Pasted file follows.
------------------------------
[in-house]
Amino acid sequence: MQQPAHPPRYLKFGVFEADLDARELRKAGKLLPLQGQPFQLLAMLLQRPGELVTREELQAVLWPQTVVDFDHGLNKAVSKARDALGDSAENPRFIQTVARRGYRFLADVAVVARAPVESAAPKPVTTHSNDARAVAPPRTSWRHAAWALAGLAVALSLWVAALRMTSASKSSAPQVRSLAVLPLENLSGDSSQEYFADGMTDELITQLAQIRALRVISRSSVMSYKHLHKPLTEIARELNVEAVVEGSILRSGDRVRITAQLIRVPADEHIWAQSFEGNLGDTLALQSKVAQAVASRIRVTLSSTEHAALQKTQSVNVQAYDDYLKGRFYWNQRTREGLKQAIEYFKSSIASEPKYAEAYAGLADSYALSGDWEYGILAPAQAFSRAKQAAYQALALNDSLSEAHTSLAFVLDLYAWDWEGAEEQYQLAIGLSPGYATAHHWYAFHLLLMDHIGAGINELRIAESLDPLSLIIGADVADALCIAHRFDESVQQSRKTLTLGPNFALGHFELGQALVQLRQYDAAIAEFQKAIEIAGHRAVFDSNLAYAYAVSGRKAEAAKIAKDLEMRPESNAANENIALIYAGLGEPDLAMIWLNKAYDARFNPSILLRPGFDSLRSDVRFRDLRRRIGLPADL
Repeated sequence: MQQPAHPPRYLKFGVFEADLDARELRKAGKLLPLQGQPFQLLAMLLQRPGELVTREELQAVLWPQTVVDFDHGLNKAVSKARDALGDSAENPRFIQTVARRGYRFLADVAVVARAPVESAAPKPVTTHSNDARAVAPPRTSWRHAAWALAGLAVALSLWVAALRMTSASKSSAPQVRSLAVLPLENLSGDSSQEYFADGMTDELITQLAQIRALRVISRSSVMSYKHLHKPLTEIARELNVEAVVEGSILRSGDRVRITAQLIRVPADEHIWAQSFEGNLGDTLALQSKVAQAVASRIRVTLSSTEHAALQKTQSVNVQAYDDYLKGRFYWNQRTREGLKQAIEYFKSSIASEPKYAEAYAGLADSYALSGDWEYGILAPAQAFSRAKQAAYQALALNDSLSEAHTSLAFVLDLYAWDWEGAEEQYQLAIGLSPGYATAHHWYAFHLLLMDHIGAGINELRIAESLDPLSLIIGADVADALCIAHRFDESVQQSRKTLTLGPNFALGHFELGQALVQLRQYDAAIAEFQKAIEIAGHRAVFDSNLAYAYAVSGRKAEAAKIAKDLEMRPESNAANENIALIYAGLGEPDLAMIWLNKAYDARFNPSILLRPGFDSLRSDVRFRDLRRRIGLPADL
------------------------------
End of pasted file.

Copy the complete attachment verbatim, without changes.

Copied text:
[in-house]
Amino acid sequence: MQQPAHPPRYLKFGVFEADLDARELRKAGKLLPLQGQPFQLLAMLLQRPGELVTREELQAVLWPQTVVDFDHGLNKAVSKARDALGDSAENPRFIQTVARRGYRFLADVAVVARAPVESAAPKPVTTHSNDARAVAPPRTSWRHAAWALAGLAVALSLWVAALRMTSASKSSAPQVRSLAVLPLENLSGDSSQEYFADGMTDELITQLAQIRALRVISRSSVMSYKHLHKPLTEIARELNVEAVVEGSILRSGDRVRITAQLIRVPADEHIWAQSFEGNLGDTLALQSKVAQAVASRIRVTLSSTEHAALQKTQSVNVQAYDDYLKGRFYWNQRTREGLKQAIEYFKSSIASEPKYAEAYAGLADSYALSGDWEYGILAPAQAFSRAKQAAYQALALNDSLSEAHTSLAFVLDLYAWDWEGAEEQYQLAIGLSPGYATAHHWYAFHLLLMDHIGAGINELRIAESLDPLSLIIGADVADALCIAHRFDESVQQSRKTLTLGPNFALGHFELGQALVQLRQYDAAIAEFQKAIEIAGHRAVFDSNLAYAYAVSGRKAEAAKIAKDLEMRPESNAANENIALIYAGLGEPDLAMIWLNKAYDARFNPSILLRPGFDSLRSDVRFRDLRRRIGLPADL
Repeated sequence: MQQPAHPPRYLKFGVFEADLDARELRKAGKLLPLQGQPFQLLAMLLQRPGELVTREELQAVLWPQTVVDFDHGLNKAVSKARDALGDSAENPRFIQTVARRGYRFLADVAVVARAPVESAAPKPVTTHSNDARAVAPPRTSWRHAAWALAGLAVALSLWVAALRMTSASKSSAPQVRSLAVLPLENLSGDSSQEYFADGMTDELITQLAQIRALRVISRSSVMSYKHLHKPLTEIARELNVEAVVEGSILRSGDRVRITAQLIRVPADEHIWAQSFEGNLGDTLALQSKVAQAVASRIRVTLSSTEHAALQKTQSVNVQAYDDYLKGRFYWNQRTREGLKQAIEYFKSSIASEPKYAEAYAGLADSYALSGDWEYGILAPAQAFSRAKQAAYQALALNDSLSEAHTSLAFVLDLYAWDWEGAEEQYQLAIGLSPGYATAHHWYAFHLLLMDHIGAGINELRIAESLDPLSLIIGADVADALCIAHRFDESVQQSRKTLTLGPNFALGHFELGQALVQLRQYDAAIAEFQKAIEIAGHRAVFDSNLAYAYAVSGRKAEAAKIAKDLEMRPESNAANENIALIYAGLGEPDLAMIWLNKAYDARFNPSILLRPGFDSLRSDVRFRDLRRRIGLPADL